Self Join - Identifying the correct columns

Screen Link: https://app.dataquest.io/m/464/intermediate-joins-in-sql/5/recursive-joins

The query:

select * 
FROM 
employee e1
inner join employee e2
on e1.reports_to  = e2.employee_id

returns the following result:

employee_id|last_name|first_name|title              |reports_to|birthdate          |
-----------|---------|----------|-------------------|----------|-------------------|
          2|Edwards  |Nancy     |Sales Manager      |         1|1958-12-08 00:00:00|
          3|Peacock  |Jane      |Sales Support Agent|         2|1973-08-29 00:00:00|
          4|Park     |Margaret  |Sales Support Agent|         2|1947-09-19 00:00:00|
          5|Johnson  |Steve     |Sales Support Agent|         2|1965-03-03 00:00:00|
          6|Mitchell |Michael   |IT Manager         |         1|1973-07-01 00:00:00|
          7|King     |Robert    |IT Staff           |         6|1970-05-29 00:00:00|
          8|Callahan |Laura     |IT Staff           |         6|1968-01-09 00:00:00|

However, if I swap e1 and e2, that is:

select * 
FROM 
employee e1
inner join employee e2
on e2.reports_to  = e1.employee_id     <---- changed 

I get the following:

employee_id|last_name|first_name|title          |reports_to|birthdate          |
-----------|---------|----------|---------------|----------|-------------------|
          1|Adams    |Andrew    |General Manager|          |1962-02-18 00:00:00|
          2|Edwards  |Nancy     |Sales Manager  |         1|1958-12-08 00:00:00|
          2|Edwards  |Nancy     |Sales Manager  |         1|1958-12-08 00:00:00|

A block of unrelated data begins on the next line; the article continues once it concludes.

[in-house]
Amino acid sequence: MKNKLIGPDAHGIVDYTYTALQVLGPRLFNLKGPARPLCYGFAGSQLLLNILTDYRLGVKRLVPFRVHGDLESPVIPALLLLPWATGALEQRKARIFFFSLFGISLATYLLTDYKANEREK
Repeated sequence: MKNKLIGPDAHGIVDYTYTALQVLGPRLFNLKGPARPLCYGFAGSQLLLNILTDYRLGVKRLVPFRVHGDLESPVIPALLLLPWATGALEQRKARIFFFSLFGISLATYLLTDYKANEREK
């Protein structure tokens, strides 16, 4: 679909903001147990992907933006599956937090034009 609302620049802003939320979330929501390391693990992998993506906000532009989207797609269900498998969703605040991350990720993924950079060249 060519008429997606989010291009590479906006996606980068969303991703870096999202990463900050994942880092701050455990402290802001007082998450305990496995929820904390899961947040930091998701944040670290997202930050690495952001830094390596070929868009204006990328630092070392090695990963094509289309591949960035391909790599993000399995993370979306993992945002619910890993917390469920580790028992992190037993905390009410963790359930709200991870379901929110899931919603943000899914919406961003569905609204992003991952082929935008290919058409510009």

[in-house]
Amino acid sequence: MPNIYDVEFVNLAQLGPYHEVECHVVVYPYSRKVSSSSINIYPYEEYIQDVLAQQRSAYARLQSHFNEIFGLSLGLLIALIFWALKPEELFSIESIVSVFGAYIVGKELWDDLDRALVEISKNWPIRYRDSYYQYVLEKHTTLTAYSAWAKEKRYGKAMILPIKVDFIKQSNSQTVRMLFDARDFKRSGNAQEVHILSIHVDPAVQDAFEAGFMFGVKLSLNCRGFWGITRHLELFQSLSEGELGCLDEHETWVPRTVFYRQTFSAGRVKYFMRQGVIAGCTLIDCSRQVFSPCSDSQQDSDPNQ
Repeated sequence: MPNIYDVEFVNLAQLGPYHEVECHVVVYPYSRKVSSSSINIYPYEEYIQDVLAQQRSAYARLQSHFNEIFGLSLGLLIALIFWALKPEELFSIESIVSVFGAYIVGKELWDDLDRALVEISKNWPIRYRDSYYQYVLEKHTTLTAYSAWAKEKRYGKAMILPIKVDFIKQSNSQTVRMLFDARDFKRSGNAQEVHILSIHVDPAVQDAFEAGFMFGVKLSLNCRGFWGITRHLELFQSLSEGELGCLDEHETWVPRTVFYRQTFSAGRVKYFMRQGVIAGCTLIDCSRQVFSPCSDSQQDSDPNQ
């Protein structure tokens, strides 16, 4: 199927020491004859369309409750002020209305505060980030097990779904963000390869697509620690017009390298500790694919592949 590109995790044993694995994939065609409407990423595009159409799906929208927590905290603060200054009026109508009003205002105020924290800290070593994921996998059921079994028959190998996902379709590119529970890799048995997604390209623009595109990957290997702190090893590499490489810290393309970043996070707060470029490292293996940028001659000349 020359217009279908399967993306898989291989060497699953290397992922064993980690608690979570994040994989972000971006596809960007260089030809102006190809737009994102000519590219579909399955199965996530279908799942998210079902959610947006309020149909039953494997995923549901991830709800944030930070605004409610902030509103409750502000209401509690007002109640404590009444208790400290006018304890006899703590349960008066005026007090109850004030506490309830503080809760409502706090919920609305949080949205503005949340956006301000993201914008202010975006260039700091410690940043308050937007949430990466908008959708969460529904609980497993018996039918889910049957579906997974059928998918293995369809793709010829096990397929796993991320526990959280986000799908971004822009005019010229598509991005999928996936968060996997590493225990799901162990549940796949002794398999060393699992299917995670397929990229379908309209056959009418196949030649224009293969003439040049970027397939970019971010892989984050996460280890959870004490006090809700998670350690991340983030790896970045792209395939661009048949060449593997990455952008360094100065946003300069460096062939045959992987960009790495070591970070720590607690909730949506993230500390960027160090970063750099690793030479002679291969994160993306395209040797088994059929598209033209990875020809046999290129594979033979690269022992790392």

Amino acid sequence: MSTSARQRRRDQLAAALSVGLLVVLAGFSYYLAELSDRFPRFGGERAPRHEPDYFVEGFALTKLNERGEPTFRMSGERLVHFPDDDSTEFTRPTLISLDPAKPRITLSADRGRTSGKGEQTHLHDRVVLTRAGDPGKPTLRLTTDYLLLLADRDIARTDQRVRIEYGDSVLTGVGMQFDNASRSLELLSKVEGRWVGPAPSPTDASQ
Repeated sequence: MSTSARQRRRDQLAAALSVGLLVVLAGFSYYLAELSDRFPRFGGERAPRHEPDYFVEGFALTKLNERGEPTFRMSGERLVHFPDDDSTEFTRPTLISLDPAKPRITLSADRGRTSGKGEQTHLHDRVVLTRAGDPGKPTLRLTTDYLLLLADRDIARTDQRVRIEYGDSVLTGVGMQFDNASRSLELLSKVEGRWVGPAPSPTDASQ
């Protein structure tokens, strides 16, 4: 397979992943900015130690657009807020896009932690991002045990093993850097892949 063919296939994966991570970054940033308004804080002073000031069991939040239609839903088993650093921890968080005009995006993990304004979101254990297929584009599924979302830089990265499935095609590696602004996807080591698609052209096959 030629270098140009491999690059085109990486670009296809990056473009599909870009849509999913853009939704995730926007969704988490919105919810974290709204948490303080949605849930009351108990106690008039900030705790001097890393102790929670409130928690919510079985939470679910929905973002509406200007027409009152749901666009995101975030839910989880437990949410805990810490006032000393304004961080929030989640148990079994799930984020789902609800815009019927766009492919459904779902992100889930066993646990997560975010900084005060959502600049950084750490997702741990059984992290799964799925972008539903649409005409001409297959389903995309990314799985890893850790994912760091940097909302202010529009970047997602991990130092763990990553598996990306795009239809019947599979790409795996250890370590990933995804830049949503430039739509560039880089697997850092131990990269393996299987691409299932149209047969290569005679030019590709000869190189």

2|Edwards  |Nancy     |Sales Manager  |         1|1958-12-08 00:00:00|
          1|Adams    |Andrew    |General Manager|          |1962-02-18 00:00:00|
          6|Mitchell |Michael   |IT Manager     |         1|1973-07-01 00:00:00|
          6|Mitchell |Michael   |IT Manager     |         1|1973-07-01 00:00:00|

My question is how to use the correct columns in the ON clause?

@prateek

Kindly see this link.

I copied pasted the query into the linked page. It did not return what you pasted here.
You have truncated an entire table of columns and some columns of the other table too.
SELECT * should return all columns for all tables, which in this case is 2 times of the same set of columns since it’s a self join.

The order of your 2 queries doesn’t matter. It gives the same results, just with columns ordered differently.(controlled by default by table joining order from left to right). If you SELECT e1.*, e2.* in 1st query and SELECT e2.*, e1.* in the 2nd query, the output will be exactly the same.

SELECT e1.reports_to,e2.employee_id,e1.last_name,e2.last_name
FROM 
employee e1
inner join employee e2
on e1.reports_to  = e2.employee_id

SELECT e2.reports_to,e1.employee_id,e2.last_name,e1.last_name
FROM 
employee e1
inner join employee e2
on e2.reports_to  = e1.employee_id  

If you had done these 2 queries, the result will be exactly the same too. It’s as good as swapping aliases of e1 with e2 while the query structure never changed.

It doesn’t matter here because INNER JOIN is used. If an asymmetrical join like LEFT JOIN is used, then given strong enough test data, we can see differences.
I say strong enough test data means the difference can only be seen if there is an employee (CEO) who reports to no one.

Here is where the magic happens:
image

Both your queries will not return the 1st row in the picture above.
To get back the original inner join results, you can filter out NULL with WHERE

SELECT e1.reports_to,e2.employee_id,e1.last_name,e2.last_name
FROM 
employee e1
left join employee e2
on e1.reports_to  = e2.employee_id 
WHERE e1.reports_to IS NOT NULL

Here’s some details on how putting join conditions in WHERE or ON is the same in INNER JOIN, but has differences in non INNER JOIN: https://www.pluralsight.com/guides/using-on-versus-where-clauses-to-combine-and-filter-data-in-postgresql-joins